This thing of life is hard sometimes. Heavy. I forget to notice the golden sunlight splashed on the dying leaves.

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I sat up, and he did too, this little boy of mine suddenly so grown up.
Leaves clung to our hair and we shrieked with laughter.
We stood up and danced and shrugged to get leaves from under our shirts.
Delightful in the trees, delightful in a pile, but no fun down your clothes.
Then we raked the pile high and ran again. And again.

Alannah stood a few feet away, and as I came up laughing again, her face was pure heaven.
She laughed and glowed. As far as she knew, she WAS in heaven.
Mommy was carefree. And she was too.

It’s hard sometimes to choose to let go of the grief, and allow your heart to shriek in childlike laughter.
But they need this, these delightful children of mine.
They need to see a mommy who values the joy of the moment.
Again and again I look into their faces and want to be what they need.
And I find, there in that place of becoming what they need, that I actually needed it too.

Memories of last year, and our long hard, cold winter. Of weeks in the hospital and a cold grave and long weeks of quiet asking God why. Of tears and a move and life marching onward when we weren’t ready. And now, fall is here again and it is stunningly beautiful. The colors of the fiery trees up against the green fields. The smell of woodsmoke in the air and warm mugs of coffee in our hands. Flames dancing in the fireplace, soft blankets for story time.
Must I let the cold of last winter steal the beauty of this one fall moment?

“Come to me,” He whispers, “yes, you, when you are so heavy. I will give you rest.”
Rest – freedom to see the beauty around us for what it really is. He is an artist, this God of ours.
And the night is dark, but even then the stars shine bright, if we will just take the time to notice them.
So let last year go.
The leaf shudders one last time and releases its grip on the branch and falls.
It joins the sea of others and gets lost on the confetti sprinkled ground. Today is beautiful. Breathtaking.
It is FREE.

Just like I was created to be. I look at the pile of leaves again.
And I let God carry all the sighs and tears, and I glance at my little boy again.

“On your mark, get set, GO!”
We run, the wind in our hair, and our bare feet pounding toward the pile. We jump. It is delightful.

Leaning into mercy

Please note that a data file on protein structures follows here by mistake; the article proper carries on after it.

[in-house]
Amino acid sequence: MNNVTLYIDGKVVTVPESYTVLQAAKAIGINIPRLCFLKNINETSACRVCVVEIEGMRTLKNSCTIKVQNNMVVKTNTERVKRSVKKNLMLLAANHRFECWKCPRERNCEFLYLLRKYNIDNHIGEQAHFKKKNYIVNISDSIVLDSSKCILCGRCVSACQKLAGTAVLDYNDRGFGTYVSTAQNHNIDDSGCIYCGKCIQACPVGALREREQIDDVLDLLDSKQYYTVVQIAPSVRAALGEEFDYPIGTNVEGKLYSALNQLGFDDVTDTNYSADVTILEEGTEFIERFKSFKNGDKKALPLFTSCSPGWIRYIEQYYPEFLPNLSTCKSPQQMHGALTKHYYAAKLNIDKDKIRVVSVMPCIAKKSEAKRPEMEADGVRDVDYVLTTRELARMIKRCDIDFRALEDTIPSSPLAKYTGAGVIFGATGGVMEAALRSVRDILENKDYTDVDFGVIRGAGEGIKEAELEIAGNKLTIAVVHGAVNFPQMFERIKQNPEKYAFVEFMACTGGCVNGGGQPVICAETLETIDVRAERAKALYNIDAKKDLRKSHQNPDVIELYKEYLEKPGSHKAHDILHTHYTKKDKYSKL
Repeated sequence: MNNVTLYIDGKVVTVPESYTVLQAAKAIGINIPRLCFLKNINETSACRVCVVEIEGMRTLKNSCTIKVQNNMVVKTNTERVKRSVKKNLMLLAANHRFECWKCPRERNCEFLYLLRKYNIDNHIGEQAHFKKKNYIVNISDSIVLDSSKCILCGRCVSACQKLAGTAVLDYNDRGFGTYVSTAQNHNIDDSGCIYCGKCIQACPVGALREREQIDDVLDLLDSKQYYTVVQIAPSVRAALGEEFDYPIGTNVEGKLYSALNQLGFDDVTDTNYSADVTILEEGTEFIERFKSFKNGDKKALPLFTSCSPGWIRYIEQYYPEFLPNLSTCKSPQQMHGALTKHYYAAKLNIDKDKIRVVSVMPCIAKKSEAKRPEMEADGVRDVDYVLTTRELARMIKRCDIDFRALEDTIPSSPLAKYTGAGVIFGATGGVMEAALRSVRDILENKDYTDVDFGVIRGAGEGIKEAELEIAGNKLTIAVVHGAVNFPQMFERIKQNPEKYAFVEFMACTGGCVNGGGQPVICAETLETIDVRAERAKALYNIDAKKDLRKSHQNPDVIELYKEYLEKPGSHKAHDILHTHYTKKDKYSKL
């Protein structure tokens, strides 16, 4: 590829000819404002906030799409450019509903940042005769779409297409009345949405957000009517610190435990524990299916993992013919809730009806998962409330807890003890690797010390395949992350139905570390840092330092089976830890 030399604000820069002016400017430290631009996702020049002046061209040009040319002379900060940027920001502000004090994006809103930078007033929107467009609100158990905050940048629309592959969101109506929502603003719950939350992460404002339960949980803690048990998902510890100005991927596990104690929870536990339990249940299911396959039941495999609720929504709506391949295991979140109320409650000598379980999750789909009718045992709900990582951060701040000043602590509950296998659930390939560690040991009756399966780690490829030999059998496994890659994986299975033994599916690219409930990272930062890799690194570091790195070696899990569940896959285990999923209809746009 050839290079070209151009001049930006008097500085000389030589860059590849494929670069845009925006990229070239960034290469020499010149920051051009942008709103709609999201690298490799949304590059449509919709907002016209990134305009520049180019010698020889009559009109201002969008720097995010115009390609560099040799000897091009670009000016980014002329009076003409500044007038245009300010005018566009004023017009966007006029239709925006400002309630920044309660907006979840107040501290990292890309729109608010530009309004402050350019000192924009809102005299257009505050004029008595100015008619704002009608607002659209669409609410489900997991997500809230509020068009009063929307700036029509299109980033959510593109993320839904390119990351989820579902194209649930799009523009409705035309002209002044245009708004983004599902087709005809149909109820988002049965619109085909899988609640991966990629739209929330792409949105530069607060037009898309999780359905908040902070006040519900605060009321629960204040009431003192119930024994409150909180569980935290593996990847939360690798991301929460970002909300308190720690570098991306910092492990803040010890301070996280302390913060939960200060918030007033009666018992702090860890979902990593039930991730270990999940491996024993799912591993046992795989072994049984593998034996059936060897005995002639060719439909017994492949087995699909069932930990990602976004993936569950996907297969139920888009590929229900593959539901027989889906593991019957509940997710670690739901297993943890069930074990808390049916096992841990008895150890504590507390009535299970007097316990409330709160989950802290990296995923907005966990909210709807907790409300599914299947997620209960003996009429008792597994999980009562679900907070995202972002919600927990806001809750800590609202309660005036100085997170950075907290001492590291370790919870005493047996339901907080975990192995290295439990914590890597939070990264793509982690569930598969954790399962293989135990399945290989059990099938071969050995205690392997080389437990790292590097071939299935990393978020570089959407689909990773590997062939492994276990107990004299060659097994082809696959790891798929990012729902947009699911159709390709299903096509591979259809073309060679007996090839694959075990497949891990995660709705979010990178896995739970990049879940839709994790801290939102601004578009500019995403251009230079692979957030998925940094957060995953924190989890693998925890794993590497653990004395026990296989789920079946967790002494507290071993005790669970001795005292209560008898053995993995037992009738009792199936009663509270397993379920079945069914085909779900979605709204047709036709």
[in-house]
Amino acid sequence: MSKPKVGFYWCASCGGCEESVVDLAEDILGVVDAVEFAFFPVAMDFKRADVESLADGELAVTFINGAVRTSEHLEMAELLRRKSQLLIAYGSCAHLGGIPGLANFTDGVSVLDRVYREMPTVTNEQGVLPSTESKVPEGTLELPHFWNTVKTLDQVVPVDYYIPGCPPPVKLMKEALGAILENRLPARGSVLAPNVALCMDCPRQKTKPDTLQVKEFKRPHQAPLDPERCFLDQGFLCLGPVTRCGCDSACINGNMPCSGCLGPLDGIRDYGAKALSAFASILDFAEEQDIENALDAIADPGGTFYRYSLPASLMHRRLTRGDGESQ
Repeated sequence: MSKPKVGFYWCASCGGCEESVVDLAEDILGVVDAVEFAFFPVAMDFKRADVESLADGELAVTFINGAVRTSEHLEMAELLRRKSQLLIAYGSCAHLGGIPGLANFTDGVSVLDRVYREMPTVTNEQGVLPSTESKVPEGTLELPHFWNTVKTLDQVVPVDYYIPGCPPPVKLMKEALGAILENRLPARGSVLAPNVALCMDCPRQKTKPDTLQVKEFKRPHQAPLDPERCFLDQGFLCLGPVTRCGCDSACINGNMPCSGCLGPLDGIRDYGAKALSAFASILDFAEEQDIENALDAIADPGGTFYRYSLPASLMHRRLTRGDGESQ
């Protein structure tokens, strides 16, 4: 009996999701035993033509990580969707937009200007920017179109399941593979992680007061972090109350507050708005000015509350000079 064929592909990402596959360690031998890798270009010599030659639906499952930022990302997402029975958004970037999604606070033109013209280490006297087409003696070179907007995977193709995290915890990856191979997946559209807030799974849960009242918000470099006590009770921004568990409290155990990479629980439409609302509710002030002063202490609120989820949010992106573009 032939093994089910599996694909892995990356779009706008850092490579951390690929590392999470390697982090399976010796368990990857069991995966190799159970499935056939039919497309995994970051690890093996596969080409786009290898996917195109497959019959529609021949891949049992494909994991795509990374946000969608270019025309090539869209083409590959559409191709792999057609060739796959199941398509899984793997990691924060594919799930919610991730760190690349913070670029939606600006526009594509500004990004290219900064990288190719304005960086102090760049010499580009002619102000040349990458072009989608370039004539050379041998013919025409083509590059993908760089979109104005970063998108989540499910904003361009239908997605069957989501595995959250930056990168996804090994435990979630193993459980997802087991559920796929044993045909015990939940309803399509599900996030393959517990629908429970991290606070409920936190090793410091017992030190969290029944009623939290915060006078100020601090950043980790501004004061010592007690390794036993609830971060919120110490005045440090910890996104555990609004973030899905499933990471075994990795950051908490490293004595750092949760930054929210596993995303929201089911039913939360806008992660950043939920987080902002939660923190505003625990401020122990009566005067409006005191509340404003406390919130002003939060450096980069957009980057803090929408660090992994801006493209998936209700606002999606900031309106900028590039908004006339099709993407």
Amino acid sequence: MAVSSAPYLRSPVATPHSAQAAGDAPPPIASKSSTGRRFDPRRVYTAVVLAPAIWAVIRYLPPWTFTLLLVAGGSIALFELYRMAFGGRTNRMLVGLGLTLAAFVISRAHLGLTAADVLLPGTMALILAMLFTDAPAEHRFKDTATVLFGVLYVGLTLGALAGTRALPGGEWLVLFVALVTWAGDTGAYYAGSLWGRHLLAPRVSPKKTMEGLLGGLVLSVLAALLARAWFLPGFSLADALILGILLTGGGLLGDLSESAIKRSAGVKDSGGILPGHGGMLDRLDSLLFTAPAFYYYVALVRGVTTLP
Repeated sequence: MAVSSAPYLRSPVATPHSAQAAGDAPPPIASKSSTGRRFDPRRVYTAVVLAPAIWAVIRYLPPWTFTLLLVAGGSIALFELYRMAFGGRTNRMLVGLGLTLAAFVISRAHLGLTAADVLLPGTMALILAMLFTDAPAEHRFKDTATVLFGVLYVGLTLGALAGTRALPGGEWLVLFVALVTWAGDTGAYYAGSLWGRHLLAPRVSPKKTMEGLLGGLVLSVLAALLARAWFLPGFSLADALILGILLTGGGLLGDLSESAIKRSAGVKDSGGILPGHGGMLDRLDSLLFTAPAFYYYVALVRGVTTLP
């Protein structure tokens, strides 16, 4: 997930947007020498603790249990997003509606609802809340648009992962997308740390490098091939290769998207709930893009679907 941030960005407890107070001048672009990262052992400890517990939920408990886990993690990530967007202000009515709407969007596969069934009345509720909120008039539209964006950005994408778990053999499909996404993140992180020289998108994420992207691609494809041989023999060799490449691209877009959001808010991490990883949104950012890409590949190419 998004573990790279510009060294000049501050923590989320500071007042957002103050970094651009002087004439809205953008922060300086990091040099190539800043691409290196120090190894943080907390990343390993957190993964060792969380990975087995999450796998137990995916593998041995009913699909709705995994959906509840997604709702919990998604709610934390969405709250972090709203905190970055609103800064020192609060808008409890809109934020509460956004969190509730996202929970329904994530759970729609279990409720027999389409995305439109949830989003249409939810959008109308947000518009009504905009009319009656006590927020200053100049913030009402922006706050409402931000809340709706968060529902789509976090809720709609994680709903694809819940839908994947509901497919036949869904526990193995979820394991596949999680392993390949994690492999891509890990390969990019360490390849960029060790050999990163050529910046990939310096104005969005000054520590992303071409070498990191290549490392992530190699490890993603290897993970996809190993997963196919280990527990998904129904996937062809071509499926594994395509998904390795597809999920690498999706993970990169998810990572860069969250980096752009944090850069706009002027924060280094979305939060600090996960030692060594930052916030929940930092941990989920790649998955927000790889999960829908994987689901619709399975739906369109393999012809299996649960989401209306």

It is a lovely quiet kind of day.
Outside the light is subdued, and wet leaves cling to the sidewalk.
I want nothing more than to curl up on the couch with a latte and just close my eyes and read a good book…

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(Photo credit to my brother Isaac, shot with his iPhone)

But really, this morning has been a salty one.
Not in a bad way, but in the stretching kind of way,
where you feel pulled into places you don’t want to go.
Where ugly attitudes start curling out of your heart and want to strangle out every little joy.
This particular situation is not a new one to me. But it is still a hard one.
Daniel, my ever-present counselor wisely said, “Just give like you are giving to Jesus.”

‘Cause in essence, that what we are each doing. Every day.

Then I stumbled across this article and there I lay, with Kara’s finger directly on this raw subject.
The timing couldn’t be more perfect. I wanted to squirm away. Play dodgeball.
I didn’t want to look in the mirror and see it quite that plain.
Sometimes, it just hurts to be honest.

We all know that “…whoever gives one of these little ones even a cup of cold water
because he is a disciple, truly, I say to you, he will by no means lose his reward.”
We’ve heard it in Sunday school. We’ve heard it from our mothers. We teach it to our children.

I feed my daughter because she is mine, and it is the right thing to do.
I am her mother, and I know that all the late nights feedings aren’t meaningless.
She slides her soft hand over my face and looks up at me with those deep, rich eyes.
She can’t even say “thank you” yet, but already she is giving back to me. Loving me. So, it’s easy.
I know she is committed to me, and will smile at me, and reach for me to hold her.
She makes me feel good.
So of course I’ll keep giving. ‘Cause she gives right back.

But what about these moments when someone thoughtlessly takes, and takes, and takes?
What about when they assume that you will always help them, even if you did it last week, month, year?
You knew it would be just like last time,
when it left that sour taste in your mouth and your heart feeling tired. Used. Unappreciated.
When they expect you to give and offer nothing in return. Again.

It’s salty, and not salted carmel salty. It’s just the course salt that leaves your teeth gritted.

I’ll be ugly blunt. I want justification. I want to be treated fairly.
I want her to pause and think about how it really makes me feel.
I’m tired of getting the predictable short end of the stick.
Every time.

But a quiet whisper says, “Justification. Is that really what you want?
To be treated and judged the way you do others?
In all honesty, you want justice?”